None of these songs possess the emotional power of Hospice, nor does Burst Apart work as well as a unified album. Still, there are moments on this record that give me chills just as severe as those I constantly felt when I used to listen to Hospice a lot. On “Every Night My Teeth Are Falling Out”, Silberman exerts unprecedented confidence as a vocalist when he sings the song’s title-referencing chorus, despite its chilling and disturbing imagery. The song is not only one of the more catchy tracks in the Antlers repetoire, but also one of the most singularly brilliant. Similarly, the beautiful closing track “Putting The Dog To Sleep” also stands as one of the finest moments in their discography. After a brief, atmospheric intro, the song explodes with a jarring, punchy, reverb-heavy guitar. “Prove to me I’m not gonna die alone,” Silberman sings as the song begins to pick up. On their facebook page recently, The Antlers described Burst Apart as “The album you get stoned and slow dance to”. If there is any track on the record that fits this description best, it is that one. Sounding like some sort of alternate-reality 1950s senior prom band, the Antlers lay down a gorgeous ballad that brings closure and cohesion to a record that would otherwise lack it. “Putting The Dog To Sleep” shows that The Antlers are capable of creating music that is beautiful and meaningful without demanding an emotional bloodletting from the listener every single time. If Hospice goes down as the critically-regarded high point in The Antlers’ discography, Burst Apart will be the album that you play because you want to, not because you know that it’s a great record.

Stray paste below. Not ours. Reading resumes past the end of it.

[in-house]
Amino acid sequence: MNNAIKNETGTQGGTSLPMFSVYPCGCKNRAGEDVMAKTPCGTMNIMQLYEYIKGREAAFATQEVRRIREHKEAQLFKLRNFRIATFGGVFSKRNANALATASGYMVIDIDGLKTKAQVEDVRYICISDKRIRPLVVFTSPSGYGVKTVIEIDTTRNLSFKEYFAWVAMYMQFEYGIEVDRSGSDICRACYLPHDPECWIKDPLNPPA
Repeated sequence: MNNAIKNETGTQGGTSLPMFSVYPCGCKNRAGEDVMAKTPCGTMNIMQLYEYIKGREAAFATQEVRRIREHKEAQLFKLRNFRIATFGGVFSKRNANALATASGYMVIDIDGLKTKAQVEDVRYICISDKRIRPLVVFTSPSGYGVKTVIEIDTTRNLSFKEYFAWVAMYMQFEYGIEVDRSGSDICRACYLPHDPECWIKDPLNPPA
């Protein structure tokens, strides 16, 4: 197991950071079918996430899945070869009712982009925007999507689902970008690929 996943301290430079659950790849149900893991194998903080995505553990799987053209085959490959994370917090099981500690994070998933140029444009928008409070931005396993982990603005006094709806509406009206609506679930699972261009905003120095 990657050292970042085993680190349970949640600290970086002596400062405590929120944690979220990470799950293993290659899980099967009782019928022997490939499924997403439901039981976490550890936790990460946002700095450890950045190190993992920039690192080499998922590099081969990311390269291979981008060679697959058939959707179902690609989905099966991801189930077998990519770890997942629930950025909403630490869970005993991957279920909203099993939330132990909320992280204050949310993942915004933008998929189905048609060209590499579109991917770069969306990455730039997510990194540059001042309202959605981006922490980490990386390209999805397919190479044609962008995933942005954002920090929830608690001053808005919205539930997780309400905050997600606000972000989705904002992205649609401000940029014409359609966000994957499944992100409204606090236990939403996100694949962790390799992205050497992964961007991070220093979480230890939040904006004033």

- 1. I Don’t Want Love
- 2. French Exit
- 3. Parentheses
- 4. No Widows
- 5. Rolled Together
- 6. Every Night My Teeth Are Falling Out
- 7. Tiptoe
- 8. Hounds
- 9. Corsicana
- 10. Putting The Dog To Sleep
Best tracks: “I Don’t Want Love”, “Every Night My Teeth Are Falling Out”, “Putting The Dog To Sleep”
Burst Apart comes out May 10th on Frenchkiss Records.
The Antlers are coming to Hamden, CT’s The Space on June 17th. More information about that show can be found HERE.